The record in this case discloses that the defendant was a niece of the wife of the decedent and not an heir at law of the decedent. The record further discloses that intimate and friendly relations had existed between the defendant's family and the decedent over a period of several years, that the decedent had lived in the home of the defendant, had been in partnership and business with the defendant's father, and that their relations over a long period of time had been very friendly. The record further discloses that the defendant came to Lawton at the request of the decedent; and that the notes and deed referred to herein were the result of an agreement and contract voluntarily entered into between the decedent and the defendant.
The testimony of the attorney who prepared the deed and notes was, in substance, as follows: That the decedent, O.S. Preuitt, came to his office and had prepared the deed and notes in question herein. He also testified that the defendant was not present at the time decedent had the deed and notes prepared, and he stated to the attorney that he wanted to convey this property to his niece and wanted to make the notes and wanted them paid if he lived; if he didn't live, he didn't want them to be paid. The deed recited that the grantor, the decedent, was to retain possession of said property during his life; the notes were to be paid if the decedent lived; if he died, they were not. This was a contract, and is not in violation of any statute and not against public policy. The trial court at the close of the evidence made this statement: "There couldn't be any inference or deduction of undue influence."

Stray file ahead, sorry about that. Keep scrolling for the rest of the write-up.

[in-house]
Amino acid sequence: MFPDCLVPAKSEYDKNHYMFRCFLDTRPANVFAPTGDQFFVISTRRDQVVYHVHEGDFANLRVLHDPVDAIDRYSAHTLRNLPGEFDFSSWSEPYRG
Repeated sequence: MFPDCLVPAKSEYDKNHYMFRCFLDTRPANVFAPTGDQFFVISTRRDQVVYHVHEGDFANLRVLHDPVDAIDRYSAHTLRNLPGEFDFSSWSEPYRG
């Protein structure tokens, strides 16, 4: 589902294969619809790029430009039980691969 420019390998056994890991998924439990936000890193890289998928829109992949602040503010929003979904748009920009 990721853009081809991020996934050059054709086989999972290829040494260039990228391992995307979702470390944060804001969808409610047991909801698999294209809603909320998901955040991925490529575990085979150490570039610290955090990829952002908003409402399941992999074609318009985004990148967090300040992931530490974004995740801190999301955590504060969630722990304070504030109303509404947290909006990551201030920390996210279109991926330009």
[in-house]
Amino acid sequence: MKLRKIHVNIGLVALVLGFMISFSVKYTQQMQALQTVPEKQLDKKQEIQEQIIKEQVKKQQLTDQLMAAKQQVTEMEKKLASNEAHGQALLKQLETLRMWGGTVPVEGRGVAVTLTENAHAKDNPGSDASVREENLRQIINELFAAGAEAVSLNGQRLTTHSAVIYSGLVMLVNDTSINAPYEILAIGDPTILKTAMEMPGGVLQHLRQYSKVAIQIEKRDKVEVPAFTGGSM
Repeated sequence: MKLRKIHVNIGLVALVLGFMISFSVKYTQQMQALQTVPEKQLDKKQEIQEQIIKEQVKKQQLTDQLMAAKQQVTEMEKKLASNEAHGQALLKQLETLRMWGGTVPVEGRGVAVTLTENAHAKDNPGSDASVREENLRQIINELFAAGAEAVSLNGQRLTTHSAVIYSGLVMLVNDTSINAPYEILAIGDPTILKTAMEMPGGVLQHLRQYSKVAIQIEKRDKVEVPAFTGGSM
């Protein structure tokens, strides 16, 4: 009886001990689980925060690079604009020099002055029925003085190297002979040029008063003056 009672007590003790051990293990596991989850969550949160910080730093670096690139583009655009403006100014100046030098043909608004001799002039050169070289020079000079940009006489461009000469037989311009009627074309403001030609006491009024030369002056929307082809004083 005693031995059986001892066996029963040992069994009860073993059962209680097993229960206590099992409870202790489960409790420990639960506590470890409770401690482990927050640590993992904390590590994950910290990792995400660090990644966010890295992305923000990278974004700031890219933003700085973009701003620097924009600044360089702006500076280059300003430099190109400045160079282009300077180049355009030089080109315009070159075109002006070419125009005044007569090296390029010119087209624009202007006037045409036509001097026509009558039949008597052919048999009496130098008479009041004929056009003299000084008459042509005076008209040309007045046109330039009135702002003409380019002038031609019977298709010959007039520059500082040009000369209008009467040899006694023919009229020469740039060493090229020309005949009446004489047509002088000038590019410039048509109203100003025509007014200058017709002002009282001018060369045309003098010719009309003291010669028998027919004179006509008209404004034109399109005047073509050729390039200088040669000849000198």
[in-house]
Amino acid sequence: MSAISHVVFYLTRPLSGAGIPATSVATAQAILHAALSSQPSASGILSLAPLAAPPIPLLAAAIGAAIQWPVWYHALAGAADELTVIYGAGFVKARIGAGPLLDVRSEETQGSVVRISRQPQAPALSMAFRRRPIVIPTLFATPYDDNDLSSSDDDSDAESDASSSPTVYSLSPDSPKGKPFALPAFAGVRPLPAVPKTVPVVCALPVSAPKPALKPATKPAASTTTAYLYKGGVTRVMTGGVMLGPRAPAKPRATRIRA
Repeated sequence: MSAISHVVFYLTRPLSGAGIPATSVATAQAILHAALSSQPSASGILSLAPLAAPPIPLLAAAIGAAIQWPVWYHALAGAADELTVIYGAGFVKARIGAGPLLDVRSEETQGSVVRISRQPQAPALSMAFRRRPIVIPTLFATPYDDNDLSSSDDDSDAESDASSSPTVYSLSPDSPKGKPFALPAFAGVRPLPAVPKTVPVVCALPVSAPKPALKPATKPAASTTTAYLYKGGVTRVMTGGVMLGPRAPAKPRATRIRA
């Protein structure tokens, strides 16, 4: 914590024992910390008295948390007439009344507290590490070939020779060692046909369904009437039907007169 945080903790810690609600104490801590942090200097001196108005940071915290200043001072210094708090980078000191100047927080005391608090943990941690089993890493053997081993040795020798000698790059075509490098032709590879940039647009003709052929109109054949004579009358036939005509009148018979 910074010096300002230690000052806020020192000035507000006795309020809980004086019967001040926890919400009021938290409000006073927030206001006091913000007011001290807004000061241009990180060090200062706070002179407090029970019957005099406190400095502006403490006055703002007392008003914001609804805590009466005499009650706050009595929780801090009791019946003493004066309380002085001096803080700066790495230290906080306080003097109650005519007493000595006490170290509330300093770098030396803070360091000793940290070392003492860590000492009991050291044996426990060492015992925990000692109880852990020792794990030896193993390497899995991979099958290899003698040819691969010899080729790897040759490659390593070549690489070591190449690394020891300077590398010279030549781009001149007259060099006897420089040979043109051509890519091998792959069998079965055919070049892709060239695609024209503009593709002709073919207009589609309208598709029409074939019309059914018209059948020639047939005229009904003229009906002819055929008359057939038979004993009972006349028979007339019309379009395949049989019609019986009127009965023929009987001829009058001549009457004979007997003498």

The record discloses that the decedent was competent to conduct his own affairs, and that he was not taken advantage of by the defendant in any manner. The defendant paid the decedent $600 in cash as a consideration for the deed, and as a part and parcel of the same contract the notes were executed to be paid if the decedent lived, and if the decedent died, they were not to be paid. This was a good contract for the decedent, for if he had lived, he would have retained the use and benefit of his property and would have received from the defendant each year thereafter as the notes became due the amount stated therein. The defendant could not anticipate, neither could the decedent, the length of time the decedent would live after said notes were executed. The record discloses the approximate cause of decedent's death was an accident; that he fell and broke his hip.
To hold that these notes were enforceable and a lien on this property, is to make a new and different contract from the one entered into by the decedent and the defendant; the proviso was a part of said notes at the time defendant executed same. We are of the opinion that said notes should be canceled and surrendered to the defendant, and that the trial court erred in not so holding.
The cause is, therefore, reversed and remanded, with directions to the trial court to enter judgment for the defendant, canceling said notes.
NICHOLSON, C.J., and MASON, PHELPS, LESTER, HUNT, and RILEY, JJ., concur.